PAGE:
Hybrid Working – how will contracts change?

‘What is it we need to change in our employment contracts and policies to reflect the new normal’

……is a question I’ve been frequently asked when recently presenting to groups of managers and directors about maximising productivity and engagement in a hybrid working environment.

I’ve not been a great enthusiast for rushing into contractual changes just because everyone’s predicting that a third of employees will quit if they can’t continue flexible working or that over a million workers at the top 50 employers will not be bought back to the office.

Balancing all this enthusiasm, I have previously commented that home working is not for every job, or for every person, and that under the pressure of Covid we have made it work but it might not be sustainable in the long term.

Add onto this the fact that many jobs cannot be done from home and its a peculiarly middle-class assumption that we all have homes that are suitable to work from.

All this plus the fact that 2.8 million homes do not have internet access, and 11.7 million people lack the necessary digital skills to work from home (Beyond Digital: Planning for a Hybrid World – House of Lords COVID-19 Committee), it’s easy to see that this is not going to work for a sizeable portion of the working population.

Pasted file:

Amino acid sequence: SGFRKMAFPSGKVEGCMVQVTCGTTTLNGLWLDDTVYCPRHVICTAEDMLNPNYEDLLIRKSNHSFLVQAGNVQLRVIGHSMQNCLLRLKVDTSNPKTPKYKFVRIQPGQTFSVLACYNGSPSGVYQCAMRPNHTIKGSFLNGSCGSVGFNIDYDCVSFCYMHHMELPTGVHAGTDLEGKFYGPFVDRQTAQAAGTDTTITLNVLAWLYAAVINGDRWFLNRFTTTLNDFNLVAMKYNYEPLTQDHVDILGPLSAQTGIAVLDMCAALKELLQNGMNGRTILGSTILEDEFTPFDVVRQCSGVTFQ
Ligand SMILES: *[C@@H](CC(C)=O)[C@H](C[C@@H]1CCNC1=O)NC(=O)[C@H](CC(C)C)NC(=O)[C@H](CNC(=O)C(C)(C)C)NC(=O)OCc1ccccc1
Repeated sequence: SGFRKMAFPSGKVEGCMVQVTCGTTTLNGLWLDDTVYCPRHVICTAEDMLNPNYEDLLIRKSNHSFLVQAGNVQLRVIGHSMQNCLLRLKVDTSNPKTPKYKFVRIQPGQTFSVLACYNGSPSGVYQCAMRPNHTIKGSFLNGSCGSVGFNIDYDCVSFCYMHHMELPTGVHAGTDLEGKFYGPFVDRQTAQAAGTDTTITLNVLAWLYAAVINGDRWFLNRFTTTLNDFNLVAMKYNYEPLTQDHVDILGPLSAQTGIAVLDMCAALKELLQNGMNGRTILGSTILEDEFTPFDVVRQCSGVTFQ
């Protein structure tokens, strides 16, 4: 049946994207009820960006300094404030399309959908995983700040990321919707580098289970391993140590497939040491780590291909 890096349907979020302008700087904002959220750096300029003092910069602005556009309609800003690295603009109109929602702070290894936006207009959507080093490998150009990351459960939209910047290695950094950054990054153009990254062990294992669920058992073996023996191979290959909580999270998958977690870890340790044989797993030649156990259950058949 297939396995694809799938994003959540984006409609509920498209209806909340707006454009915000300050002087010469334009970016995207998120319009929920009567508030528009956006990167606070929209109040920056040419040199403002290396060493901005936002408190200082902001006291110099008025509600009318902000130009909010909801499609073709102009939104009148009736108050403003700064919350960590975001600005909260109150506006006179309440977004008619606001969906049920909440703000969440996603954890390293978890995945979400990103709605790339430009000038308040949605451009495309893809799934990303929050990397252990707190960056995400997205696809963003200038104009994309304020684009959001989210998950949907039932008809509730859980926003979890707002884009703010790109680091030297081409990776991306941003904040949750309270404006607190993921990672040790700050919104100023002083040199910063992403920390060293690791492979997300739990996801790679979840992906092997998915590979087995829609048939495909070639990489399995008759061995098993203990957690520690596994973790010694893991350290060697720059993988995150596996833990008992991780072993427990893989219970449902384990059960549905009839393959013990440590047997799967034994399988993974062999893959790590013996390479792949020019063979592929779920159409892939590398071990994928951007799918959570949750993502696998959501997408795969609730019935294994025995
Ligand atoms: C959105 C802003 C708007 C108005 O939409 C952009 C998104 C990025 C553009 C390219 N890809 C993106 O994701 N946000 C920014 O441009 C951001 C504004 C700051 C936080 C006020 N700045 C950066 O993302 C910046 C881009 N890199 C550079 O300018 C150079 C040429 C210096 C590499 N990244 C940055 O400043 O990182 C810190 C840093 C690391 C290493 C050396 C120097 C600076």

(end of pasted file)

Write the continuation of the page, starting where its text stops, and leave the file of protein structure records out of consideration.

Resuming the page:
Nonetheless, employers are naturally keen to ensure that more permanent arrangements are properly established and that the interests of both the employer and the employee are recognised and codified.  SMEs will be able to take a more informal approach than larger organisations who will need policies to ensure consistency of application across the organisation.

What are you likely to need in terms of contracts and policies if you are keen to facilitate home/hybrid working in some form.

Firstly, assuming you are an enthusiast for home/agile/hybrid (whatever) working, the possible contractual changes you’ll want to consider are :-

  • Arrangements for trial periods, or provisions that allow home working after a successful probationary period for new colleagues.
  • Provisions for ending a home working arrangement if it is not working or business needs change.
  • A new definition of the ‘place of work’ which you have a statutory duty to define.
  • Reserving the right to require home working.
  • Defining flexibility to move home – you may want to insist that home remains within a certain distance from the Company location.